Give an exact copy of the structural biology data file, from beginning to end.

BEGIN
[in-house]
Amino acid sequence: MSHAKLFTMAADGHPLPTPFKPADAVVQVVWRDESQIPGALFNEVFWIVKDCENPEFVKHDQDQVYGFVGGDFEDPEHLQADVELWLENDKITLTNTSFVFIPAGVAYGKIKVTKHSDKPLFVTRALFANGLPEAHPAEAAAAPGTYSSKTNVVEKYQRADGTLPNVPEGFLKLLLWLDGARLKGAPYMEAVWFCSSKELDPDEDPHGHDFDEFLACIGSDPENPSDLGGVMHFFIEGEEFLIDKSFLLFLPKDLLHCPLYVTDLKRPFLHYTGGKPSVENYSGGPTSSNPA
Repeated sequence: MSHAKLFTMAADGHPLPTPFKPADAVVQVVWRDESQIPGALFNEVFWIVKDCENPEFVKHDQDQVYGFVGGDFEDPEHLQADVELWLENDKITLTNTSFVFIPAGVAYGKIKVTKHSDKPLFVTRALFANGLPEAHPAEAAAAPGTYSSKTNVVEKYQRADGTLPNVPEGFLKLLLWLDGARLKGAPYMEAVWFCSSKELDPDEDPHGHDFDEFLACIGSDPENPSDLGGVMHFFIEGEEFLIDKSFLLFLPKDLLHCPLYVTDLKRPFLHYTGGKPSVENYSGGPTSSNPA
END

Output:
[in-house]
Amino acid sequence: MSHAKLFTMAADGHPLPTPFKPADAVVQVVWRDESQIPGALFNEVFWIVKDCENPEFVKHDQDQVYGFVGGDFEDPEHLQADVELWLENDKITLTNTSFVFIPAGVAYGKIKVTKHSDKPLFVTRALFANGLPEAHPAEAAAAPGTYSSKTNVVEKYQRADGTLPNVPEGFLKLLLWLDGARLKGAPYMEAVWFCSSKELDPDEDPHGHDFDEFLACIGSDPENPSDLGGVMHFFIEGEEFLIDKSFLLFLPKDLLHCPLYVTDLKRPFLHYTGGKPSVENYSGGPTSSNPA
Repeated sequence: MSHAKLFTMAADGHPLPTPFKPADAVVQVVWRDESQIPGALFNEVFWIVKDCENPEFVKHDQDQVYGFVGGDFEDPEHLQADVELWLENDKITLTNTSFVFIPAGVAYGKIKVTKHSDKPLFVTRALFANGLPEAHPAEAAAAPGTYSSKTNVVEKYQRADGTLPNVPEGFLKLLLWLDGARLKGAPYMEAVWFCSSKELDPDEDPHGHDFDEFLACIGSDPENPSDLGGVMHFFIEGEEFLIDKSFLLFLPKDLLHCPLYVTDLKRPFLHYTGGKPSVENYSGGPTSSNPA